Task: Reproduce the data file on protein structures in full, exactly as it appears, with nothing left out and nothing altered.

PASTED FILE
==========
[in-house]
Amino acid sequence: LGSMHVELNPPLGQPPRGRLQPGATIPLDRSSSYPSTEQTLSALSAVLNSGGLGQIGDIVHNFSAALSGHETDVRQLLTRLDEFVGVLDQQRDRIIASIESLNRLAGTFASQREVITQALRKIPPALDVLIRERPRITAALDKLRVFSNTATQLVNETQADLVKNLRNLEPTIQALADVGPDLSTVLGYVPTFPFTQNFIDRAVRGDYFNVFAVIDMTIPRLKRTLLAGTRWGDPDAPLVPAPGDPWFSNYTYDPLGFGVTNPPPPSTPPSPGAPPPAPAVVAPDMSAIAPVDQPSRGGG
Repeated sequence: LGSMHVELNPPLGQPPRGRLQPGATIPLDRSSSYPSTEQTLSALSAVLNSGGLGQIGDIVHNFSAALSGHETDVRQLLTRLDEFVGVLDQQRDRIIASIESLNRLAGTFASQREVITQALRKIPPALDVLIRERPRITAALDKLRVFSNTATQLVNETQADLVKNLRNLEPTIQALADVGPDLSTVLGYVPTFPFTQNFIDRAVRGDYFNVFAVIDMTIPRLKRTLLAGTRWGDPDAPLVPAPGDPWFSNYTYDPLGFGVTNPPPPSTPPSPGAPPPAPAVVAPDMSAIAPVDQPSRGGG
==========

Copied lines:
[in-house]
Amino acid sequence: LGSMHVELNPPLGQPPRGRLQPGATIPLDRSSSYPSTEQTLSALSAVLNSGGLGQIGDIVHNFSAALSGHETDVRQLLTRLDEFVGVLDQQRDRIIASIESLNRLAGTFASQREVITQALRKIPPALDVLIRERPRITAALDKLRVFSNTATQLVNETQADLVKNLRNLEPTIQALADVGPDLSTVLGYVPTFPFTQNFIDRAVRGDYFNVFAVIDMTIPRLKRTLLAGTRWGDPDAPLVPAPGDPWFSNYTYDPLGFGVTNPPPPSTPPSPGAPPPAPAVVAPDMSAIAPVDQPSRGGG
Repeated sequence: LGSMHVELNPPLGQPPRGRLQPGATIPLDRSSSYPSTEQTLSALSAVLNSGGLGQIGDIVHNFSAALSGHETDVRQLLTRLDEFVGVLDQQRDRIIASIESLNRLAGTFASQREVITQALRKIPPALDVLIRERPRITAALDKLRVFSNTATQLVNETQADLVKNLRNLEPTIQALADVGPDLSTVLGYVPTFPFTQNFIDRAVRGDYFNVFAVIDMTIPRLKRTLLAGTRWGDPDAPLVPAPGDPWFSNYTYDPLGFGVTNPPPPSTPPSPGAPPPAPAVVAPDMSAIAPVDQPSRGGG